Friday, April 12, 2024

AMLO signs decree to protect sacred Indigenous sites

In honor of the International Day of the World’s Indigenous Peoples on Wednesday, Mexican President López Obrador signed a decree to protect a number of Indigenous sacred sites and pilgrimage routes around Mexico.

The sites of Isla del Rey in San Blas; Isla de Alacrán in Chapala; Cerro Gordo in San Bernardino de Milpillas, Durango; Wirikuta in Real de Catorce, San Luis Potosí; and Santa Catarina in Jalisco have now been afforded new protections against unwanted development.

Wixarika collecting peyote at Wirikuta in San Luis Potosi, Mexico
A member of the Indigenous Wixárika visits the sacred site of Wirikuta in San Luis Potosí, to harvest peyote, used in rituals and in daily life. The site, threatened by mining interests, was named in President López Obrador’s decree. (Iván Stephens/Cuartoscuro)

Also protected by the decree are pilgrimage routes of the Wixárika (Huichol), Cora and Tepehuano peoples, as well as of the Mexicanero people of Jalisco, Nayarit, Durango and San Luis Potosí.

AMLO said that the decree is partially the result of a visit he made to the community of Santa Catarina, Jalisco, last September. The president also spent much of 2022 visiting Indigenous communities around Mexico to discuss security plans in native communities.  Such communities are targeted in several states by criminal groups for aggression, kidnapping and murder. Several Indigenous community leaders have been killed, apparently for fighting against development or criminal incursion on their lands.

In the past, the federal government has done little to combat the problem, especially in areas where powerful, highly armed cartels dominate.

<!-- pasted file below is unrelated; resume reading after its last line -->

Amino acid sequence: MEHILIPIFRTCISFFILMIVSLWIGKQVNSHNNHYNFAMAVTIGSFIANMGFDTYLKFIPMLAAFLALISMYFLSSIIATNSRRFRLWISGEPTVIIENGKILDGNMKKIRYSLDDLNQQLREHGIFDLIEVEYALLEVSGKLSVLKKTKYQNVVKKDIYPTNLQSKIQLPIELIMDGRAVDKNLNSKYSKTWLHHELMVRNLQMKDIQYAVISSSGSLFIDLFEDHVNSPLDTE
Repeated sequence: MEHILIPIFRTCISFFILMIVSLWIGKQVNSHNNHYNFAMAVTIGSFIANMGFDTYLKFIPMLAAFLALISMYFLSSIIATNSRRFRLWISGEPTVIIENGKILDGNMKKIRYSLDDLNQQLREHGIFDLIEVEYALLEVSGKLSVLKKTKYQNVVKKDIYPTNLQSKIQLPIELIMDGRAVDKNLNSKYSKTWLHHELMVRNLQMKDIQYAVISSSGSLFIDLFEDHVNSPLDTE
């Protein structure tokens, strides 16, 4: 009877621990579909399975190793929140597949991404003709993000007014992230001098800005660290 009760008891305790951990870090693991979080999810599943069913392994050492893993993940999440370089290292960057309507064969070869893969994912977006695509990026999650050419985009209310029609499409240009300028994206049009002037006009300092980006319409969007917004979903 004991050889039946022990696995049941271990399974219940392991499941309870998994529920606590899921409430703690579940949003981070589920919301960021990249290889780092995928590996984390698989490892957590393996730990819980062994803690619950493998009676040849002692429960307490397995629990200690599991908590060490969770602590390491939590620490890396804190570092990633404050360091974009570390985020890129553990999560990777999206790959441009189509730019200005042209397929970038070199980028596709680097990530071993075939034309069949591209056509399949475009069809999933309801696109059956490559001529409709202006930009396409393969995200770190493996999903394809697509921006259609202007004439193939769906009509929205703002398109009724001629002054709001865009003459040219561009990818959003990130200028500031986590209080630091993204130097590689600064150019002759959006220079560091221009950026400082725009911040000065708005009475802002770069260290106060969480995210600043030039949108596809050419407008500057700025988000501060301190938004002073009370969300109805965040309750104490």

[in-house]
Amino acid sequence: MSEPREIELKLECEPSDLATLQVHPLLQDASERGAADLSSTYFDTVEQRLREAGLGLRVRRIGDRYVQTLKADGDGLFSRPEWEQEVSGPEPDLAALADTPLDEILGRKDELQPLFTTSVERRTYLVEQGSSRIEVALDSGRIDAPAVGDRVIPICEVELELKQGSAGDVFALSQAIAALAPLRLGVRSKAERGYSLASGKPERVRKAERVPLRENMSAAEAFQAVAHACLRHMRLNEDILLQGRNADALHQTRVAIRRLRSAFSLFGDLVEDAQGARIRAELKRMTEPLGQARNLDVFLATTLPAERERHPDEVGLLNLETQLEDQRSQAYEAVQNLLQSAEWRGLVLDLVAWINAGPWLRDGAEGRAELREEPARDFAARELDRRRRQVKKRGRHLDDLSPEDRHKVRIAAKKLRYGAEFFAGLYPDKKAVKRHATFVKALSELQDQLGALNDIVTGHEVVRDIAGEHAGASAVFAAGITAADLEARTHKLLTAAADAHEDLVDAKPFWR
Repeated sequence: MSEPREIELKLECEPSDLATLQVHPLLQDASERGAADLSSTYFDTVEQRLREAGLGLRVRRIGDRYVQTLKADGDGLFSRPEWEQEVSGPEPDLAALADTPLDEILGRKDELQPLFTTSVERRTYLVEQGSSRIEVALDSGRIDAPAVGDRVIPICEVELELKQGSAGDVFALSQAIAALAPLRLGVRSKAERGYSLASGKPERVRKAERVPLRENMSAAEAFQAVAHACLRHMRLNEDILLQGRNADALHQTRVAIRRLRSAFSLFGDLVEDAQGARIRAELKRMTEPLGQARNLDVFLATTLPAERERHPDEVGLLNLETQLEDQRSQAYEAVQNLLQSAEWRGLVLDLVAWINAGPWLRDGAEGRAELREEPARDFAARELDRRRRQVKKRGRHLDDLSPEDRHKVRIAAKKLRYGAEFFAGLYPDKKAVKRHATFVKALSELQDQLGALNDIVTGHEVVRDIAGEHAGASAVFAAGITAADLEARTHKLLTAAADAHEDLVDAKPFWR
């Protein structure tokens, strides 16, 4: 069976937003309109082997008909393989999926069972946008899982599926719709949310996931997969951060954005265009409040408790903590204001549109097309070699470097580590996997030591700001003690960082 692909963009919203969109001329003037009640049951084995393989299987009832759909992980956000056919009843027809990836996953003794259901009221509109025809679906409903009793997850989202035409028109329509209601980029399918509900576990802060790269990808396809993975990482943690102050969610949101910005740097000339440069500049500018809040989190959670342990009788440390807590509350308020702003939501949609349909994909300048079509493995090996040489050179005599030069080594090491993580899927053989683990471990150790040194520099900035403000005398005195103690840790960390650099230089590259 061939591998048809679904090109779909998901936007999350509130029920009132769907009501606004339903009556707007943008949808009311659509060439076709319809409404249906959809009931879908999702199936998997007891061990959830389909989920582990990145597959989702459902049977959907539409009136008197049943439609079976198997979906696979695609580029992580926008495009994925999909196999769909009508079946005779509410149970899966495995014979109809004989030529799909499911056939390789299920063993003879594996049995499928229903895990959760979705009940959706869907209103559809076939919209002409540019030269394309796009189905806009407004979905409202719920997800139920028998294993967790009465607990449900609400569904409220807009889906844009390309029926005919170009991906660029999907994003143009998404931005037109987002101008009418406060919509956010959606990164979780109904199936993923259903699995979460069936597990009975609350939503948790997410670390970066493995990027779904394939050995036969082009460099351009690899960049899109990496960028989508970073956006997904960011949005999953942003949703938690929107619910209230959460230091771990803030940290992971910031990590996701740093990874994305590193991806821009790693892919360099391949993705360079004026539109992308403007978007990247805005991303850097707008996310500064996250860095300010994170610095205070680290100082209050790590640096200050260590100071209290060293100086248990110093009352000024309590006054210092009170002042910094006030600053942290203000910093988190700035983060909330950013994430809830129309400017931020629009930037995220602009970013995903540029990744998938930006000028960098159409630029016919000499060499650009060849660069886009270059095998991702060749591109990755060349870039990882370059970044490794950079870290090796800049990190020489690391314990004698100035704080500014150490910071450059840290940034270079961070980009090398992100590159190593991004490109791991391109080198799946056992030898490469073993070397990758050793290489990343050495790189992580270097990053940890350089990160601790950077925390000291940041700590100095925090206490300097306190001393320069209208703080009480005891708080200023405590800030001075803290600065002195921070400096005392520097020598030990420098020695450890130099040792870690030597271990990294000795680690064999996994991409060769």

The sites included in AMLO’s decree are places that strengthen cohesion among Indigenous peoples, especially now that many such communities have scattered populations across Mexico and even into the United States.

“My government has made the decision to recognize and protect the cultures and spiritual values ​​of the peoples that are the heart of Mexico,” the president said at his morning press conference. “I have instructed all public servants to comply with this decree and stop all attacks [and] invasions of their lands and sacred places.”

The Indigenous people of Santa Catarina, Jalisco, now protected under the decree, continue to live in traditional homes. Some residents speak do not speak Spanish. (Gobierno de Mexico)

To publicize the needs of native peoples around the world, Aug. 9 is commemorated as the International Day of Indigenous Peoples by the United Nations, established in 1982. In Mexico, many activities will take place over the next five days. 

Isla del Rey has a long ancestral history for the Wixárika people, who for centuries have made offerings there to the sea goddess Aramara.

The Wixárika consider Isla de Alacrán, located in neighboring Jalisco, to be the place where Earth and the underworld meet through the waters of Lake Chapala.

At Cerro Gordo, the Tepehuan community of San Bernardino of Milpillas, Durango make offerings and conduct rainmaking ceremonies with the participation of council elders, medicine men and civil authorities.

Indigenous people and President Peña Nieto
Former president Enrique Peña Nieto celebrates International Day of the World’s Indigenous Peoples in 2015. (Gobierno de Mexico)

San Luis Potosí’s Wirikuta, another sacred site of the Wixárika, is filled with open landscapes where peyote grows wild. The Wixárika make a pilgrimage there every year to collect the hallucinogenic plant for ceremonies and daily use. 

Santa Catarina is a community of more than 130 people who live in traditional Indigenous homes and where some people speak only their native language (not Spanish).

With reports from El Universal and Aristegui Noticias

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